Timothy Egan

  • November 27, 2012

    by Jeremy Leaming

    Taking the “bolder step” of legalizing a limited amount of marijuana has sparked other state lawmakers to consider similar measures, even as the Obama administration remains silent on how it will respond to the bold measures passed in Colorado and Washington.

    University of Denver law school professor Sam Kamin covers possibilities the administration could take, such as enforcing the Controlled Substances Act, which bans the sale and possession of marijuana. Another possibility, Kamin added, is to reclassify marijuana or remove it from the CSA.

    In a piece for The New York Times online commentary, Timothy Egan hopes the administration will have “the backbone” to embrace change. He also urges policymakers and pundits to dump the lame talk about the munchies and take seriously the message sent by two “progressive Western states” that “arresting 853,000 people a year for marijuana offenses is an insult to a country built on individual freedom ….” He also notes that other states, such as Maine, are likely to follow those Western states. Indeed Egan believes that it is likely “a dozen or more states will do so as well.”

    And why should the Obama administration embrace a societal change? Egan cites a litany of compelling reasons. For starters its base hypocrisy for the government to tolerate legal drugs – alcohol, caffeine and a slew of supplementary vitamins that make all kinds of “exaggerated health claims” -- but continue to arrest people for marijuana use.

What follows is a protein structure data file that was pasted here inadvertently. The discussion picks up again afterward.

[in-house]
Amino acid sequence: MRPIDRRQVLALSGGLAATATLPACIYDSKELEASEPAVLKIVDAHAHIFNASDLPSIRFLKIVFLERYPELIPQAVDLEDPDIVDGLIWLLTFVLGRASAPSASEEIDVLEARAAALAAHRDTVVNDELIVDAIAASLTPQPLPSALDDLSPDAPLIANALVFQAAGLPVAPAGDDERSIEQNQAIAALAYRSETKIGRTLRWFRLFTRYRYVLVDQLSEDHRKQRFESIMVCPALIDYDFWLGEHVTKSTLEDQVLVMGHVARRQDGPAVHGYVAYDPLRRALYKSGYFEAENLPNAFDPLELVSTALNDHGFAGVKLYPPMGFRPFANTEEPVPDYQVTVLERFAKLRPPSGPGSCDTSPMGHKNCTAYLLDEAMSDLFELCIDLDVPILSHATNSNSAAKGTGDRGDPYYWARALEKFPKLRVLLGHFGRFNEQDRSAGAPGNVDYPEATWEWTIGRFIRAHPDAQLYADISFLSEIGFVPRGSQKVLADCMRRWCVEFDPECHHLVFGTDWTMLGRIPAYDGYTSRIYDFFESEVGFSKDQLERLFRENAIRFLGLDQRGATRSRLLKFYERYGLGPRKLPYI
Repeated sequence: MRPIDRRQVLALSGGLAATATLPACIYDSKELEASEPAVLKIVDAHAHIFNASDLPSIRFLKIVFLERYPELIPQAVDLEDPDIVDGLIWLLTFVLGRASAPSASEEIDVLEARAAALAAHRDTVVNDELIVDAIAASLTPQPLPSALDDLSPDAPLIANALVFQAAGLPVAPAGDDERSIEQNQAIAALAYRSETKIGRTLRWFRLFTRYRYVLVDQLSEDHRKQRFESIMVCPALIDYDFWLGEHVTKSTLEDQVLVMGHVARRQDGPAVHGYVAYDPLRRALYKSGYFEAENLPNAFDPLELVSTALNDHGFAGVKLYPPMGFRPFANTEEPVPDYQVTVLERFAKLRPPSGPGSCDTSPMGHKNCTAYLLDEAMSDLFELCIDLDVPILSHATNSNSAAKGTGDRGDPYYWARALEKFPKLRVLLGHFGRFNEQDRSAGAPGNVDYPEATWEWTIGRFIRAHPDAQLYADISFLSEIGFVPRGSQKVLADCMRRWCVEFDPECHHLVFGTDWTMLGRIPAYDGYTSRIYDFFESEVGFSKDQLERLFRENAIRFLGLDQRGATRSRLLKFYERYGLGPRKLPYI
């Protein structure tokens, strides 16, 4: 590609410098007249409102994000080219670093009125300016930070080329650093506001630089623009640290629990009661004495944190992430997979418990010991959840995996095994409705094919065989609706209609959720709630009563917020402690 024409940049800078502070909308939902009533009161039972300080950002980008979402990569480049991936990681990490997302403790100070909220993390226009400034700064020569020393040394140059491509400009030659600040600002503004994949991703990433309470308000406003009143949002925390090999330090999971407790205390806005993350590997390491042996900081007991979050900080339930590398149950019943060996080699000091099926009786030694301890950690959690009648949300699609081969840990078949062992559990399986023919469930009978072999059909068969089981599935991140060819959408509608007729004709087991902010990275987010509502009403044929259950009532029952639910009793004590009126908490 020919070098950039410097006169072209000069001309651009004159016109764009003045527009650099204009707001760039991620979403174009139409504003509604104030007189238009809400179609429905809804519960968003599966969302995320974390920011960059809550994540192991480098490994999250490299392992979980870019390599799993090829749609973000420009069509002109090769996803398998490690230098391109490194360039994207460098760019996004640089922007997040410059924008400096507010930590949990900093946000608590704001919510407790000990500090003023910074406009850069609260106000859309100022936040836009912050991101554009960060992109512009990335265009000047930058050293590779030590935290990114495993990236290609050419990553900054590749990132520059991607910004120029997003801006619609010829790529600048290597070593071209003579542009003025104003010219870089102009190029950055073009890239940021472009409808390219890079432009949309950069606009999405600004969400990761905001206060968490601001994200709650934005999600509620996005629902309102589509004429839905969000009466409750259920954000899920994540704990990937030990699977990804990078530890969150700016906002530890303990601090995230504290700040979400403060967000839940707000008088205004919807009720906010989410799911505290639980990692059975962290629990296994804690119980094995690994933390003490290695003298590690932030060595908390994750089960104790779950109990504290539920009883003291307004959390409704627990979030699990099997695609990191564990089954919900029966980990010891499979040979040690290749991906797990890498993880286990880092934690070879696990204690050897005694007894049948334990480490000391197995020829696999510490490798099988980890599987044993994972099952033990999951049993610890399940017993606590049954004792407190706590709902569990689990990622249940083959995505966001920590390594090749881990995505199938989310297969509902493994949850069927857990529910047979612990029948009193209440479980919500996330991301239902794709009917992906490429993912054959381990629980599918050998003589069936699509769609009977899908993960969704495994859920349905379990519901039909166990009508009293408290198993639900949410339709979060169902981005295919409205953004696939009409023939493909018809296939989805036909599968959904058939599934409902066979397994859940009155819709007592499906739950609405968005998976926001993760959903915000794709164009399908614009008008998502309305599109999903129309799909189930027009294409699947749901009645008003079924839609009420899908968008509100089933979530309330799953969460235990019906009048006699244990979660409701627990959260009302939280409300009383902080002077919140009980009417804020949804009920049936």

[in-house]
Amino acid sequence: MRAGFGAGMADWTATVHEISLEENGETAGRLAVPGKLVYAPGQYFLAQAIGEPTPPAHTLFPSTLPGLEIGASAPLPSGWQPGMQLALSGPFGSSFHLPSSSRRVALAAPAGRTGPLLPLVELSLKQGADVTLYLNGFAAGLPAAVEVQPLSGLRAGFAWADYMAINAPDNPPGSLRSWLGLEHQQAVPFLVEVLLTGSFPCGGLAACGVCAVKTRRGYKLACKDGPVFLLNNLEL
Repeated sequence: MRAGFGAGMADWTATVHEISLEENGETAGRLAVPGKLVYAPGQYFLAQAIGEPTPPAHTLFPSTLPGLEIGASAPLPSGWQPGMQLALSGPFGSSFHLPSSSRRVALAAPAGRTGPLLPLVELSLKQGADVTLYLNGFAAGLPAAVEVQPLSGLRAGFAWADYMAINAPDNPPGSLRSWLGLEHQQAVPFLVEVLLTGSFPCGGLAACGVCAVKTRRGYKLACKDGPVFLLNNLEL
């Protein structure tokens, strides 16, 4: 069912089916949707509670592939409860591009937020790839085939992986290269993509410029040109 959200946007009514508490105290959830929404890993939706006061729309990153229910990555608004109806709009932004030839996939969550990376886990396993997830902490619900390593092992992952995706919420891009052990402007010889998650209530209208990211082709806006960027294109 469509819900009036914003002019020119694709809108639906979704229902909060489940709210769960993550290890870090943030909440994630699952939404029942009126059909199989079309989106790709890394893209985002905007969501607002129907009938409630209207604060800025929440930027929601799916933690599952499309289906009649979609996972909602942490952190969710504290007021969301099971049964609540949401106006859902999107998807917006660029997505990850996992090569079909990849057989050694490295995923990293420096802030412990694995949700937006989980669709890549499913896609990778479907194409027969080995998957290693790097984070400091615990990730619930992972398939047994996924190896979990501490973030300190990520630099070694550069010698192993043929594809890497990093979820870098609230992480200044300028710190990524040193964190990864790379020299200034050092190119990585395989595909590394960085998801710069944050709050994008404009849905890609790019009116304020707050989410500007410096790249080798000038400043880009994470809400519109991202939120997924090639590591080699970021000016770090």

• March 23, 2012

    by Jeremy Leaming

    As the Obama administration and supporters of its landmark health care reform law take note of the law’s anniversary – enacted two years ago today – Timothy Egan takes a look at the state lawmakers opposing the law who have found some health care regulation they can support.

    Earlier this week this blog noted Idaho’s efforts to join a slew of other states that have enacted laws requiring women to undergo invasive ultrasounds and hear government propaganda before obtaining abortions. During the state senate’s consideration of the bill Sen. Chuck Winder in responding to the fact that the legislation did not contain exceptions for victims of rape or incest suggested that women have difficult determining when they’ve been raped.

    “I would hope that when a woman goes in to a physician with a rape issue,” Winder said, “that physician will indeed ask her about perhaps her marriage, was the pregnancy caused by normal relations in a marriage or was it truly cause by rape.”

    In a piece called “The Church Lady State,” for The New York Times Egan takes right-wing policy makers to task for their efforts to micromanage sex lives of Americans. He notes the Tea Party grumblings over Obama’s Affordable Care Act and other regulations, such as those promoting energy conservation, and says none compare to what “your freedom-hating Republican Party has been doing across the land to restrict individual liberty.”

    Egan continues:

    They want the state to follow you into the bedroom, the bathroom and beyond. They think you’re too stupid to know what to do with your own body, too ignorant to understand what your doctors tell you and too lazy to be trusted in a job without being subject to random drug testing. Your body is the government’s business.

    The “church lady state,” or Idaho, however, is on the verge of enacting an even more stringent ultrasound law than those passed in Virginia or Texas, he notes. It “would subject many women to invasive, trans-vaginal inspections.”